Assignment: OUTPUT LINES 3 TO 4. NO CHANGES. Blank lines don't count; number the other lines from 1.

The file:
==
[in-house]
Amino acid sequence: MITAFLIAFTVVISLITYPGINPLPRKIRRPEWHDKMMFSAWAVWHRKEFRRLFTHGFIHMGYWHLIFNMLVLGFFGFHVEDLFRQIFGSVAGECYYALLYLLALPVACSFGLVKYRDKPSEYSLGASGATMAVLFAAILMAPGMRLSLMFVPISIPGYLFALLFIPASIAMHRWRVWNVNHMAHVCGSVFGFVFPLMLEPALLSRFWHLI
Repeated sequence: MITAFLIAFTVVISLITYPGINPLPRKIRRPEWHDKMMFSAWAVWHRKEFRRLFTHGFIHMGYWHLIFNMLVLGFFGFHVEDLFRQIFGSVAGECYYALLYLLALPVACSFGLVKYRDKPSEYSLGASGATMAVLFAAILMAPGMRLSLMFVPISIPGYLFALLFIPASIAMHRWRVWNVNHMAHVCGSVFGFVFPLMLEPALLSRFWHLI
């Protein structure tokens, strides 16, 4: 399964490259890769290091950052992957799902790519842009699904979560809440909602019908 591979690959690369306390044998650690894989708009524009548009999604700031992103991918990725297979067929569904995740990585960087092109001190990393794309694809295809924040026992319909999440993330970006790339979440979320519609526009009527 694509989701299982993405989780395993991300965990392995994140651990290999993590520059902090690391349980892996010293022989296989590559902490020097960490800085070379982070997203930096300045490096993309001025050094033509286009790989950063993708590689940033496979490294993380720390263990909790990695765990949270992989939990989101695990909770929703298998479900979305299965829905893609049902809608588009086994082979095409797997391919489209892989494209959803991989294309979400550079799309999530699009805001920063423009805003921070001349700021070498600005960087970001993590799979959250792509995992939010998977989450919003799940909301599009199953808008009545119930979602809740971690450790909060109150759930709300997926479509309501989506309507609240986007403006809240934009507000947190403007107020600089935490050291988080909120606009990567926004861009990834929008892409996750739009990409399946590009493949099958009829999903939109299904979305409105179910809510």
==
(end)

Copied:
Repeated sequence: MITAFLIAFTVVISLITYPGINPLPRKIRRPEWHDKMMFSAWAVWHRKEFRRLFTHGFIHMGYWHLIFNMLVLGFFGFHVEDLFRQIFGSVAGECYYALLYLLALPVACSFGLVKYRDKPSEYSLGASGATMAVLFAAILMAPGMRLSLMFVPISIPGYLFALLFIPASIAMHRWRVWNVNHMAHVCGSVFGFVFPLMLEPALLSRFWHLI
């Protein structure tokens, strides 16, 4: 399964490259890769290091950052992957799902790519842009699904979560809440909602019908 591979690959690369306390044998650690894989708009524009548009999604700031992103991918990725297979067929569904995740990585960087092109001190990393794309694809295809924040026992319909999440993330970006790339979440979320519609526009009527 694509989701299982993405989780395993991300965990392995994140651990290999993590520059902090690391349980892996010293022989296989590559902490020097960490800085070379982070997203930096300045490096993309001025050094033509286009790989950063993708590689940033496979490294993380720390263990909790990695765990949270992989939990989101695990909770929703298998479900979305299965829905893609049902809608588009086994082979095409797997391919489209892989494209959803991989294309979400550079799309999530699009805001920063423009805003921070001349700021070498600005960087970001993590799979959250792509995992939010998977989450919003799940909301599009199953808008009545119930979602809740971690450790909060109150759930709300997926479509309501989506309507609240986007403006809240934009507000947190403007107020600089935490050291988080909120606009990567926004861009990834929008892409996750739009990409399946590009493949099958009829999903939109299904979305409105179910809510």